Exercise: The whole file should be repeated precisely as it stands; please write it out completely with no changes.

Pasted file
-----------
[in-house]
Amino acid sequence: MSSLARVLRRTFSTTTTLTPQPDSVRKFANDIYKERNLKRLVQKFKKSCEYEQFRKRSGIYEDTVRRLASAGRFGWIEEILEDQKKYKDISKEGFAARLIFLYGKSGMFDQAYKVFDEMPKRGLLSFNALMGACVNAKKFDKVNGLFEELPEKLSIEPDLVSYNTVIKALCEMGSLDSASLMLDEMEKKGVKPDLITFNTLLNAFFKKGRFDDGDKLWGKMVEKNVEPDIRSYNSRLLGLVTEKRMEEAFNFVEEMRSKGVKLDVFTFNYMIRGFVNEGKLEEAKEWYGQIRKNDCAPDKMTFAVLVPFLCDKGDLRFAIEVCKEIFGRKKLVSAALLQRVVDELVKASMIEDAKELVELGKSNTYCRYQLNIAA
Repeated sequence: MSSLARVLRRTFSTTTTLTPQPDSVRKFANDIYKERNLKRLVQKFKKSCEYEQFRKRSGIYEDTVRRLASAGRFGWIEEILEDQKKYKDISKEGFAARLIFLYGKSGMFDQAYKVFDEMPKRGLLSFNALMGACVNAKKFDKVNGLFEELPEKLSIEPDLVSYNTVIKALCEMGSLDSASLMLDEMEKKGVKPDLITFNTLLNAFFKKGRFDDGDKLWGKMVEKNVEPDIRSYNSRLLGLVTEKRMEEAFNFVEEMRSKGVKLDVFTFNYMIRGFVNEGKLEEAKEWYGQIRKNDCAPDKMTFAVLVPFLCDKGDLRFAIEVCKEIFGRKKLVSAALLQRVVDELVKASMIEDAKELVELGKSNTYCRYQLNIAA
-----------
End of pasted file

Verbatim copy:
[in-house]
Amino acid sequence: MSSLARVLRRTFSTTTTLTPQPDSVRKFANDIYKERNLKRLVQKFKKSCEYEQFRKRSGIYEDTVRRLASAGRFGWIEEILEDQKKYKDISKEGFAARLIFLYGKSGMFDQAYKVFDEMPKRGLLSFNALMGACVNAKKFDKVNGLFEELPEKLSIEPDLVSYNTVIKALCEMGSLDSASLMLDEMEKKGVKPDLITFNTLLNAFFKKGRFDDGDKLWGKMVEKNVEPDIRSYNSRLLGLVTEKRMEEAFNFVEEMRSKGVKLDVFTFNYMIRGFVNEGKLEEAKEWYGQIRKNDCAPDKMTFAVLVPFLCDKGDLRFAIEVCKEIFGRKKLVSAALLQRVVDELVKASMIEDAKELVELGKSNTYCRYQLNIAA
Repeated sequence: MSSLARVLRRTFSTTTTLTPQPDSVRKFANDIYKERNLKRLVQKFKKSCEYEQFRKRSGIYEDTVRRLASAGRFGWIEEILEDQKKYKDISKEGFAARLIFLYGKSGMFDQAYKVFDEMPKRGLLSFNALMGACVNAKKFDKVNGLFEELPEKLSIEPDLVSYNTVIKALCEMGSLDSASLMLDEMEKKGVKPDLITFNTLLNAFFKKGRFDDGDKLWGKMVEKNVEPDIRSYNSRLLGLVTEKRMEEAFNFVEEMRSKGVKLDVFTFNYMIRGFVNEGKLEEAKEWYGQIRKNDCAPDKMTFAVLVPFLCDKGDLRFAIEVCKEIFGRKKLVSAALLQRVVDELVKASMIEDAKELVELGKSNTYCRYQLNIAA